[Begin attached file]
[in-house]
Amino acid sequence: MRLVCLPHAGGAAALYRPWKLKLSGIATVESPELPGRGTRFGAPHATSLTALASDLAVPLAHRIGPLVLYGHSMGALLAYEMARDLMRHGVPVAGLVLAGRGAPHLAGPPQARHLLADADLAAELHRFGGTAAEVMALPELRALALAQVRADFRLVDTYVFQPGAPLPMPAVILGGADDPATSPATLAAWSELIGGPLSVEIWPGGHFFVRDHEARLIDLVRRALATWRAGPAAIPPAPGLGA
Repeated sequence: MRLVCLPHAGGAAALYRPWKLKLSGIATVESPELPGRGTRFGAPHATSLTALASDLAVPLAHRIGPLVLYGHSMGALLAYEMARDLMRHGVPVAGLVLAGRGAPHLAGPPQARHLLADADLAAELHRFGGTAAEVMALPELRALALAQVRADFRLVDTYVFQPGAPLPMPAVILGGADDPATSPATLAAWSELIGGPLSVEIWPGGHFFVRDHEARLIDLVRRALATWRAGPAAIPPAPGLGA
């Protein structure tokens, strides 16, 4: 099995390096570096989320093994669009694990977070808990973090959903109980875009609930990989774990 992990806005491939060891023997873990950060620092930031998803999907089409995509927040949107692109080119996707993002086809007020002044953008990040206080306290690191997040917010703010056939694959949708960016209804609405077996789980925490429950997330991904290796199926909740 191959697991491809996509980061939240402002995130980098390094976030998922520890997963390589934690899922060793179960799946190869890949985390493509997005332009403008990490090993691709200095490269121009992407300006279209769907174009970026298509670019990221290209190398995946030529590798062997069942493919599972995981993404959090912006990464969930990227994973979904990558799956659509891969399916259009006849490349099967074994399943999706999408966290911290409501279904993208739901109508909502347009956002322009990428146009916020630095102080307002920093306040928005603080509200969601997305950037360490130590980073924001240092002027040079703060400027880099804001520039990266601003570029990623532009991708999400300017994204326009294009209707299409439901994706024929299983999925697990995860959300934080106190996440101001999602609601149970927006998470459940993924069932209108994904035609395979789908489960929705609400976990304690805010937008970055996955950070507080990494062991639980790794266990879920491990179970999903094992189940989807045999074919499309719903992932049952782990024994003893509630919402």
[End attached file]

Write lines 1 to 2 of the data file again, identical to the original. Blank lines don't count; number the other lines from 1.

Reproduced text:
[in-house]
Amino acid sequence: MRLVCLPHAGGAAALYRPWKLKLSGIATVESPELPGRGTRFGAPHATSLTALASDLAVPLAHRIGPLVLYGHSMGALLAYEMARDLMRHGVPVAGLVLAGRGAPHLAGPPQARHLLADADLAAELHRFGGTAAEVMALPELRALALAQVRADFRLVDTYVFQPGAPLPMPAVILGGADDPATSPATLAAWSELIGGPLSVEIWPGGHFFVRDHEARLIDLVRRALATWRAGPAAIPPAPGLGA